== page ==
on the bank, with her handkerchief to her eyes, deeply affected that she should see her preacher's face, and hear his voice no more ; yet devoutly thankful that the Lord had sent him that way as the instrument of salvation to her house.

The boat was tied to the shore, and the old man and his two sons walked with the preacher through the low bottom-land that lined the bank of the Savannah river, to the bluffs and up-lands of South Carolina. As they were about to part, the preacher kneeled down and prayed with them, and especially mentioned the young lads, that they might be like young Timothy, and serve the Lord from their youth. Mr. Clark was now seen slowly but cheerfully ascending the sloping hills, that led towards Greenville district, while in silence the father and sons returned to their home.

Leaving father Clark to pursue his journey towards the mountain range in the northwest, we will continue a while on the banks of the Savannah, to learn a little of the future history of the Wells family.

The rule of the Saviour, to judge of religious excitements and conversions, is, "By their fruits shall ye know them." Our metaphysical


and philosophical friends, with the class of coldblooded, grave divines, who measure the character of others by their own passionless natures; with the sentimental ladies who are dreadfully shocked at religious ebullitions, may be assured that the excitable Mrs. Wells, and her more sluggish husband, never "fell from grace," as our Methodist friends denominate the result of spurious conversions. It is true they left the Methodist society, and were baptized into the fellowship of a Baptist church, but this was in accordance with their original predilections and previous training.

During the period of Mr. Clark's sojourn in Georgia, Baptist churches and preachers were more numerous than Methodists. In the region south and east of Augusta, they were by far the most numerous class of Christians. In 1792, there were about fifty-seven Baptist churches, fifty-eight ordained preachers, twenty-five candidates, and about 2,400 communicants in Georgia. The Georgia Association had been constituted in 1784, and in 1792 included about twenty-five churches. The Hepzibah Association was organized in 1794, and the churches extended along the waters of the Ogeechee and Oconee rivers. The ministers who itinerated


in upper settlements, on Oconee and Broad rivers, after Mr. Clark left the country, were Mr. John Cleveland, who crossed the Savannah river from South Carolina, D. Thornton, William Davis, Thomas Johnson, and Thomas Gilbert. Mr. Cleveland became acquainted with the Wells family by crossing their ferry, and they liked his style of preaching and that of his brethren, and being taught the way of the Lord more perfectly, with others, were baptized, and a church was raised up near their residence.

Chapter VIII.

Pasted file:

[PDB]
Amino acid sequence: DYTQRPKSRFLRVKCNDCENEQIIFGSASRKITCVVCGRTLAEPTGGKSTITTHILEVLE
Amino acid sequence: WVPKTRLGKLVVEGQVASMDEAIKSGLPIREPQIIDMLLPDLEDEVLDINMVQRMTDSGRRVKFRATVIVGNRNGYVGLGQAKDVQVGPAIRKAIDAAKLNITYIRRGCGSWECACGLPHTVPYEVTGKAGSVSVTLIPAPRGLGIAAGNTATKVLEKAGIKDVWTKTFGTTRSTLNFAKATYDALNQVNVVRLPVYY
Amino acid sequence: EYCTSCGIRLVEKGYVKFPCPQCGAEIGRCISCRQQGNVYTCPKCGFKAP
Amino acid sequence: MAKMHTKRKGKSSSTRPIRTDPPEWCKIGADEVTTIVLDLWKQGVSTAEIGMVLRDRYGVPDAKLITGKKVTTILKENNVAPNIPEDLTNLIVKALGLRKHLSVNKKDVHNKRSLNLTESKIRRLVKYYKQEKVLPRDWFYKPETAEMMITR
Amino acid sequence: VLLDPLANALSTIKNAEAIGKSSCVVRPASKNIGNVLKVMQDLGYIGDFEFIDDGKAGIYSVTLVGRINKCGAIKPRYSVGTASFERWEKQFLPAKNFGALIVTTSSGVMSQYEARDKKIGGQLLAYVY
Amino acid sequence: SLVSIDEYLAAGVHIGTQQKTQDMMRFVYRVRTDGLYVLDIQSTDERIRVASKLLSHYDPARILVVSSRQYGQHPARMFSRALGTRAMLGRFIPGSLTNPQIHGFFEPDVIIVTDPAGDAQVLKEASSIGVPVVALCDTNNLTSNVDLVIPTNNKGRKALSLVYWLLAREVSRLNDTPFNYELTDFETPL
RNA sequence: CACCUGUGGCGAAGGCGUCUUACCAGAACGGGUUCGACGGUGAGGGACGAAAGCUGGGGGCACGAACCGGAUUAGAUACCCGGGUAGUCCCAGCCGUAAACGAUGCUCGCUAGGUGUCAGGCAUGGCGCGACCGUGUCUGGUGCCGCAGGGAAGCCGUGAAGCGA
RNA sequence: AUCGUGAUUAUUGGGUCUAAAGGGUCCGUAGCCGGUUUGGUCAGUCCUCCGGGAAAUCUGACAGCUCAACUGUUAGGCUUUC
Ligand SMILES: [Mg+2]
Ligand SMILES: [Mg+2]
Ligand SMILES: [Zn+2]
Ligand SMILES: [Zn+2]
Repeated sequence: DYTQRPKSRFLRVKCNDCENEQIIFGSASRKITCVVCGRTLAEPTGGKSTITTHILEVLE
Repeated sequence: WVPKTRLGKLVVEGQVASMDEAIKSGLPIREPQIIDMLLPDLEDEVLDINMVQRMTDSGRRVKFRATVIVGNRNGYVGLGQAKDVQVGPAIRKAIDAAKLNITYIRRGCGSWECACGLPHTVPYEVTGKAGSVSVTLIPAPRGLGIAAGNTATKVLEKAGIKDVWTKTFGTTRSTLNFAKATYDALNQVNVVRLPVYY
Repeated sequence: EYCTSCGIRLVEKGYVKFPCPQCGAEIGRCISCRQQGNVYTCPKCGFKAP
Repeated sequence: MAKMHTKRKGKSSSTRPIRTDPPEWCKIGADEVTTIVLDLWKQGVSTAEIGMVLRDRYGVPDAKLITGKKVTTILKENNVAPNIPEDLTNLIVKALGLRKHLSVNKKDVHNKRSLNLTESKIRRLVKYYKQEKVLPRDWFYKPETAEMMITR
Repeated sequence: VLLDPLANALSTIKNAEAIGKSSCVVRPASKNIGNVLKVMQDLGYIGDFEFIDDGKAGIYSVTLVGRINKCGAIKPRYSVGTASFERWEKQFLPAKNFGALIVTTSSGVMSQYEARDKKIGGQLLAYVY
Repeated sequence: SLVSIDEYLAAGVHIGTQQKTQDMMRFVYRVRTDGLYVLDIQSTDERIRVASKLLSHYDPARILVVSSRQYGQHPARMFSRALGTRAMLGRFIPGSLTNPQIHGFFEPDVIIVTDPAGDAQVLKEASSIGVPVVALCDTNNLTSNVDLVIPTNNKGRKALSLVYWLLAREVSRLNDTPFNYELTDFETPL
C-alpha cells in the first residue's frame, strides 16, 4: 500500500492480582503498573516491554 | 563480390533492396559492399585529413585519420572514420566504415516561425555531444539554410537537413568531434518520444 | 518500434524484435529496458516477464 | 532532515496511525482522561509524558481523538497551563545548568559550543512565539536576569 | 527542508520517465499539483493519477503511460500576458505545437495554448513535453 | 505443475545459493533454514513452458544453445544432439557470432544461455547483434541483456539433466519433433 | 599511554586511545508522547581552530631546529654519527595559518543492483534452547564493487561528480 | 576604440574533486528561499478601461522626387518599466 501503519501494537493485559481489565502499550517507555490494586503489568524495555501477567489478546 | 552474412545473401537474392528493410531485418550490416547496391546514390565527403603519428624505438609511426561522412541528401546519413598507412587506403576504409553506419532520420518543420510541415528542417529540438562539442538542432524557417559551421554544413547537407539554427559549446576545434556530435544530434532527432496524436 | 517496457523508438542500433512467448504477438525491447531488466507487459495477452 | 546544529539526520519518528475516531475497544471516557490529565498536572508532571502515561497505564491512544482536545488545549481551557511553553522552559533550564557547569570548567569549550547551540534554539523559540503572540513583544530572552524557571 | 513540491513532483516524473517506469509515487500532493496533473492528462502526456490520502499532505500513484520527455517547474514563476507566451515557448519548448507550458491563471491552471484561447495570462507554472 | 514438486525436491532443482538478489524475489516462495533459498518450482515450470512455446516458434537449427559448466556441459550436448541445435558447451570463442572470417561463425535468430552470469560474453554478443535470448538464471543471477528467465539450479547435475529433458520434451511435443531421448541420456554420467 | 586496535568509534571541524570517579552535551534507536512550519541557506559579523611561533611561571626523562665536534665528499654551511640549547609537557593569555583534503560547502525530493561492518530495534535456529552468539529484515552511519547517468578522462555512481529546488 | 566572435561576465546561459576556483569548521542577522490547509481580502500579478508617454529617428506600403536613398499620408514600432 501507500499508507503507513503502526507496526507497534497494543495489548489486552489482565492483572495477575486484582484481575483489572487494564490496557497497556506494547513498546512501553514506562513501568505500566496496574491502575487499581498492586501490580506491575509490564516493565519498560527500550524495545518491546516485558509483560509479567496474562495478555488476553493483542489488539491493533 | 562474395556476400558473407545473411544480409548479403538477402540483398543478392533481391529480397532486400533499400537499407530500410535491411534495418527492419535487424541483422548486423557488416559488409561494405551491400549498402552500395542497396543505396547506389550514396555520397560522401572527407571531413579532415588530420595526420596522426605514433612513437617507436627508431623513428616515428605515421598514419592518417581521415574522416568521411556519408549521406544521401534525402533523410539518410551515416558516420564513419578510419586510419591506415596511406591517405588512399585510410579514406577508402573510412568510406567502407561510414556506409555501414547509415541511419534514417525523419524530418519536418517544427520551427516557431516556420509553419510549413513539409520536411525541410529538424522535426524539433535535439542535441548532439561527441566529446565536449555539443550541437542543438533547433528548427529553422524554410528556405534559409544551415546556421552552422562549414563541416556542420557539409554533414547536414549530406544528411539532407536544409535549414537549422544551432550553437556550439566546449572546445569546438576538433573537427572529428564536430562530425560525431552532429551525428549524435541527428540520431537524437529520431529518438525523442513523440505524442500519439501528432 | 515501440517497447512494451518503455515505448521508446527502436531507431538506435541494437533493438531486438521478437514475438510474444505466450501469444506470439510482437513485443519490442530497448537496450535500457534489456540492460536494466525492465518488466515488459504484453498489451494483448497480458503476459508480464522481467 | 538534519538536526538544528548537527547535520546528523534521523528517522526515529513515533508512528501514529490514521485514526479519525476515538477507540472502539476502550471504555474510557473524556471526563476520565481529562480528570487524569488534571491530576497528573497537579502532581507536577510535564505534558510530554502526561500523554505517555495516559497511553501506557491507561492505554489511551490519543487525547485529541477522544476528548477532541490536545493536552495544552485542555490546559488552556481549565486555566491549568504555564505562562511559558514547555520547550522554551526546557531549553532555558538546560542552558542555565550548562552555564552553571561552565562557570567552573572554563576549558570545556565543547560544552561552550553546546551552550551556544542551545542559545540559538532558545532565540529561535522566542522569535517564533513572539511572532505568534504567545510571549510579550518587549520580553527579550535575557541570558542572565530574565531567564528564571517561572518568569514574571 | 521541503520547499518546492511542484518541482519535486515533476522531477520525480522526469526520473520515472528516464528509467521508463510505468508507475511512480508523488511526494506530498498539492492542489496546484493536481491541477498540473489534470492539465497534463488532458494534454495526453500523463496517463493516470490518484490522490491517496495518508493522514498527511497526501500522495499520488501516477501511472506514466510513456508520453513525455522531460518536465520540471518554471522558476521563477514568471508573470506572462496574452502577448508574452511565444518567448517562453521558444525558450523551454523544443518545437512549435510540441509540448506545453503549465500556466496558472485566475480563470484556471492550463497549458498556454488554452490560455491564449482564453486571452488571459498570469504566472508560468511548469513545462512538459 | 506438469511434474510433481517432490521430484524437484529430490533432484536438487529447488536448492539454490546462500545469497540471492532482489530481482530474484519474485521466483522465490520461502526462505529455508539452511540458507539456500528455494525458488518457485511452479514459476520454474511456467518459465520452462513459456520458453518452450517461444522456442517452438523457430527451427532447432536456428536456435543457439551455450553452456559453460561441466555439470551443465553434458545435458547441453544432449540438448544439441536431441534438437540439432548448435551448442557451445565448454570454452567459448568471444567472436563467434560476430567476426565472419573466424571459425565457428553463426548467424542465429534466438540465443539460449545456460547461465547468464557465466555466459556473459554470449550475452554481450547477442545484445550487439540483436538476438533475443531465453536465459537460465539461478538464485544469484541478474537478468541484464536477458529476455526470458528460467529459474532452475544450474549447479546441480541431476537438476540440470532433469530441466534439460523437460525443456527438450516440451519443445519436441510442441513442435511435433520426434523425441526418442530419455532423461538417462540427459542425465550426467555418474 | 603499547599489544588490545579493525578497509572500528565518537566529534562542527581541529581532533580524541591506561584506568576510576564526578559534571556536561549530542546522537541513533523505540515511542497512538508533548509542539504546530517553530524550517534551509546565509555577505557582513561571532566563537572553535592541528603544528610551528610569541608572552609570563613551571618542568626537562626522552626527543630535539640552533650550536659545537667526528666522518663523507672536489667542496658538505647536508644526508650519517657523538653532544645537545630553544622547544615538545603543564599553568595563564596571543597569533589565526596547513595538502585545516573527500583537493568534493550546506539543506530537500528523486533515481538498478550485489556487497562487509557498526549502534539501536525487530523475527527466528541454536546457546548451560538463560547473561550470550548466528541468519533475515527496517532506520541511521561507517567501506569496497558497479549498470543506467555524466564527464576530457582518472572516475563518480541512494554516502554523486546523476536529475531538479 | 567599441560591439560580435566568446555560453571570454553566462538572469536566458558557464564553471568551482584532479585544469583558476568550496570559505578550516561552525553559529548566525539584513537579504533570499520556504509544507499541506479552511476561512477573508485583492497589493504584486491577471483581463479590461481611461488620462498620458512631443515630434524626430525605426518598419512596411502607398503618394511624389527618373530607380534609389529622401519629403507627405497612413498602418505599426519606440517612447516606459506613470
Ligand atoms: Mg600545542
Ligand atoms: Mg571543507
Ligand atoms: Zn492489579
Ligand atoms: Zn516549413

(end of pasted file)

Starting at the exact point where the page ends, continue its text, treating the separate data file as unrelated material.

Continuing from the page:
Mountain Range. — Manners of an Itinerant. — Preaching in a Tavern-house. — How to avoid Insults. — Hospitality. — Reaches Crab-Orchard. — Preachers in Kentucky. — Baptists; "Regulars" and "Separatists." — Principles of Doctrine. — School-Teaching. — Master O'Cafferty and His Qualities.

A range of high mountains is to be seen on the map, running in a south-western direction, and separating the State of Virginia from Kentucky; and then passing in a diagonal direction across Tennessee into Georgia. This range gives rise to the Sandy, Kentucky, and Cumberland rivers, on the north-western side, and


the Clinch and Holston, the principal branches of the Tennessee river, on the south-eastern side. Through this range of mountains is a singular depression, called the "Cumberland Gap," through which the first emigrants from Virginia and North Carolina passed to Kentucky. And through this "Pass" runs the great highway that has been traveled for three-score years, from the south-eastern to the north-western States. The range of mountains is from thirty to fifty miles in width, and in the central part rises up in immense rocky ranges. The "Gap" is at the south-western corner of Virginia, and the south-eastern corner of Kentucky, where the extreme points of these States touch the northern boundary of Tennessee. Mountains are piled on mountains through this region. In the vicinity of the Gap is a ledge of black rocks near the summit, which extends thirty miles, with a perpendicular fall to the south-east, of two hundred feet. The Pine Mountain is on the border of Knox county, in Kentucky, and presents to the eye of the traveler a scene of sublimity and grandeur, not exceeded in mountain views. There is a view, the wildest and most romantic, where the Cumberland river passes through a gorge, dashing


and foaming at a terrific rate. Here the limestone cliffs rise to the height of thirteen hundred feet.